Rodney Schwartz, formally the Head of Equities for Lehman Brothers and now CEO of ClearlySo, discusses his transition from the ‘dark side’.
This article was originally published on LinkedIn.
I guess my own journey from the dark side began when I left the City. I loved being a research analyst but once I drifted up into senior management (eventually as Head of Equities in Europe for Lehman Brothers), I became part of the world that I didn’t find especially comfortable. Research analysis was meritocratic — being a manager at an aggressive investment bank was anything but.
At the same time, I was getting to an age where existential questions began to feature and my four children were getting to an age where their questions about “the meaning of life?” became increasingly challenging. When you are dispensing moral messages aplenty, but work in an environment that is morally uncomfortable, your kids notice this disconnect; I was unwilling or unable to live such a bifurcated life. I felt the work I did needed to be something that was consistent with my values and would make my kids proud. It took me a while to figure out what to do.
Fortunately three simultaneous roles helped clarify things. I consulted at a world-leading investment bank, and I was Chair of one of the country’s largest charities and also Chair of Justgiving. Let’s just say that I found the first two dispiriting.
I realized the City and I were finished with each other, and that the governance issues at the charity raised questions. On the other hand, Justgiving was inspiring as a well-run business that was creating value for shareholders and customers. At the same time, it was generating enormous social impact (well over $3 billion in charitable donations has been facilitated through the website, making it the world’s largest player). It became obvious to me that doing well and doing good were not mutually exclusive – and my life’s mission became how to use my skills to “create 100 JustGivings”. This was the genesis of ClearlySo.
ClearlySo is an unusual investment bank, which only raises capital for businesses with a high social or environmental impact. It does so from 700+ European institutional investors and the U.K.’s largest network of HNWIs. The businesses we assist range from early stage growth ventures looking for as little as £100,000 up to mature businesses and charities seeking £20 million or more. In addition, we are a placement agent raising tens of millions for impact investment funds. We have helped 50+ organizations; they have raised about £70 million in transactions in which we have assisted.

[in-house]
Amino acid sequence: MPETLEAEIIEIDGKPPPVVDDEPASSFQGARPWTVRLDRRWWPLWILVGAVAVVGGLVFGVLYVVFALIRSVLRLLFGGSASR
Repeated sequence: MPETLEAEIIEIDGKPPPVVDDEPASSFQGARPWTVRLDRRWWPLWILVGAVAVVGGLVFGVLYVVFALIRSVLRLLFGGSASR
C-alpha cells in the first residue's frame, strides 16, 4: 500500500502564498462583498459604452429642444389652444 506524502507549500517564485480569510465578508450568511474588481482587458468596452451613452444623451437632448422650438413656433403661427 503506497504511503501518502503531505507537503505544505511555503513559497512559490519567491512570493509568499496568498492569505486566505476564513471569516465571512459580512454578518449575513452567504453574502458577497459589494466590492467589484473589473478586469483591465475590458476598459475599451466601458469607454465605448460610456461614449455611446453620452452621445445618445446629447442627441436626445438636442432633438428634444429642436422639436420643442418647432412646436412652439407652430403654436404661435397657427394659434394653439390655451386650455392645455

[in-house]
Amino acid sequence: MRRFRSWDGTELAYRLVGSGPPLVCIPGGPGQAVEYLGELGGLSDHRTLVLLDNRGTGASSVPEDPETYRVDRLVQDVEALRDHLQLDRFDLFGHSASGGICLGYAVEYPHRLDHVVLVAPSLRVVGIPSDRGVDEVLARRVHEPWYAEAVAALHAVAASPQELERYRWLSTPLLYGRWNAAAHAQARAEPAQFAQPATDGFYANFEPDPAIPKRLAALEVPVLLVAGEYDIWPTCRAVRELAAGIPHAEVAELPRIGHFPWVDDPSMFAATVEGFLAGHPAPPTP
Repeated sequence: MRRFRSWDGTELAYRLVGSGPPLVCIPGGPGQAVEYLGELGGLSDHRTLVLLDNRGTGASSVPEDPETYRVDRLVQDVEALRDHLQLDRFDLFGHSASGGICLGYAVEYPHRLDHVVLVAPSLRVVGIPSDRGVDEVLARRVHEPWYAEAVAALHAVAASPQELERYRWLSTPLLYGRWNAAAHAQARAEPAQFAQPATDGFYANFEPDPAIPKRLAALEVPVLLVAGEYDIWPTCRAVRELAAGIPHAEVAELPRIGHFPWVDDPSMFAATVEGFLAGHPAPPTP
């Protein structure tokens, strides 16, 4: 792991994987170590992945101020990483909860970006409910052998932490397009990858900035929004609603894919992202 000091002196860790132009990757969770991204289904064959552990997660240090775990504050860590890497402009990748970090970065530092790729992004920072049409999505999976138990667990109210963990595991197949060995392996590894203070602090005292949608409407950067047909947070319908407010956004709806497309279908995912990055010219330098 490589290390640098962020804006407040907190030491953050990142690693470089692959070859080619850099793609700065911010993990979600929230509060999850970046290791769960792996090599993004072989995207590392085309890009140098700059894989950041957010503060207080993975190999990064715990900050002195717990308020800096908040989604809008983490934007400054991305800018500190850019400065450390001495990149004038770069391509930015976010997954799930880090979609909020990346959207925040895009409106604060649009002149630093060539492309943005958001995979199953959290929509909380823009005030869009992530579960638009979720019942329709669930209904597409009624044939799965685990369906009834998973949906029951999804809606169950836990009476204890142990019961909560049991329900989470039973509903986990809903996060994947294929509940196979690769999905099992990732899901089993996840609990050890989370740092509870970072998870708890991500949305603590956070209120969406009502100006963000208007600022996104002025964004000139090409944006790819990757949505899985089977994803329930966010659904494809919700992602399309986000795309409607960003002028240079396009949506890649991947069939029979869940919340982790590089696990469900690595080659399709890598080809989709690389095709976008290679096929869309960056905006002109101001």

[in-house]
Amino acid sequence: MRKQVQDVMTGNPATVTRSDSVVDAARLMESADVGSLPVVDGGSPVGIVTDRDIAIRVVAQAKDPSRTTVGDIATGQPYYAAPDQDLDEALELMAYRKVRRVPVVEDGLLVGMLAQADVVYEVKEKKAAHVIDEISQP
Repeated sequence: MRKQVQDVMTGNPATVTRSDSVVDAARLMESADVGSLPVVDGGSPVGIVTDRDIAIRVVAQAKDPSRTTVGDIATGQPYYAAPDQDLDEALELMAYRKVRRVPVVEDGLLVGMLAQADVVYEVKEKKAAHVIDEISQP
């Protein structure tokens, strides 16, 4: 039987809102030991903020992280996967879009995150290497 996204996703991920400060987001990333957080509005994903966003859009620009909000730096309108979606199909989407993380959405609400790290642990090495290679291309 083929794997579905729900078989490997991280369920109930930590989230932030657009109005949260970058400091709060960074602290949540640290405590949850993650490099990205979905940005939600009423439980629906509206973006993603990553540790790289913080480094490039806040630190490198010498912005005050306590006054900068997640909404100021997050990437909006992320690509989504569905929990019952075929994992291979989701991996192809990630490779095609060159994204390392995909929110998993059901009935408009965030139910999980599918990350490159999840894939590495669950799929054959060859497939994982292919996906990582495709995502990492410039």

Putting the money to the side, what really gets me out of bed is the amazing work that is enabled by the capital we help to find. I am often moved to tears when hearing of the beneficiaries of the work our clients do – they all change lives for the better. Aduna’s superfood products, for example, create sustainable livelihoods for farmers in sub-Saharan Africa, while Framework’s innovative homelessness intervention models help some of the most vulnerable in society. What could possibly be more inspiring work?
What’s unique about us is that we seek to bring impact into all investing. I don’t see impact investment as a niche, but rather a way for all investment to be a force for good. Whereas others talk about an “asset class”, I see social (and environmental) impact as the third dimension to all investing, alongside financial return and risk.
Our industry is booming as financial institutions and their clients begin to analyze and assess the impact of all their investments and seek financial instruments which explicitly take that into account. We are at the forefront of this movement and see ourselves operating at the edge between impact investing and mainstream pools of capital.
Looking back 10 or 20 years from now, ClearlySo will be successful if we do not need to exist. In such a world, it would be perverse not to consider the social, ethical and environmental impacts of all investments, and investors will be making conscious allocations on these three dimensions.
I also believe that in the years ahead the negative and positive impacts (“externalities”) of organizations will be “internalized”; if you cause society pain, you pay the full price of that pain, and if what you do benefits society, you secure a large portion of that benefit. Under such a system we would all be better off; if I were Prime Minister I would implement this tomorrow.
Photo: 401(K) 2012 via Flickr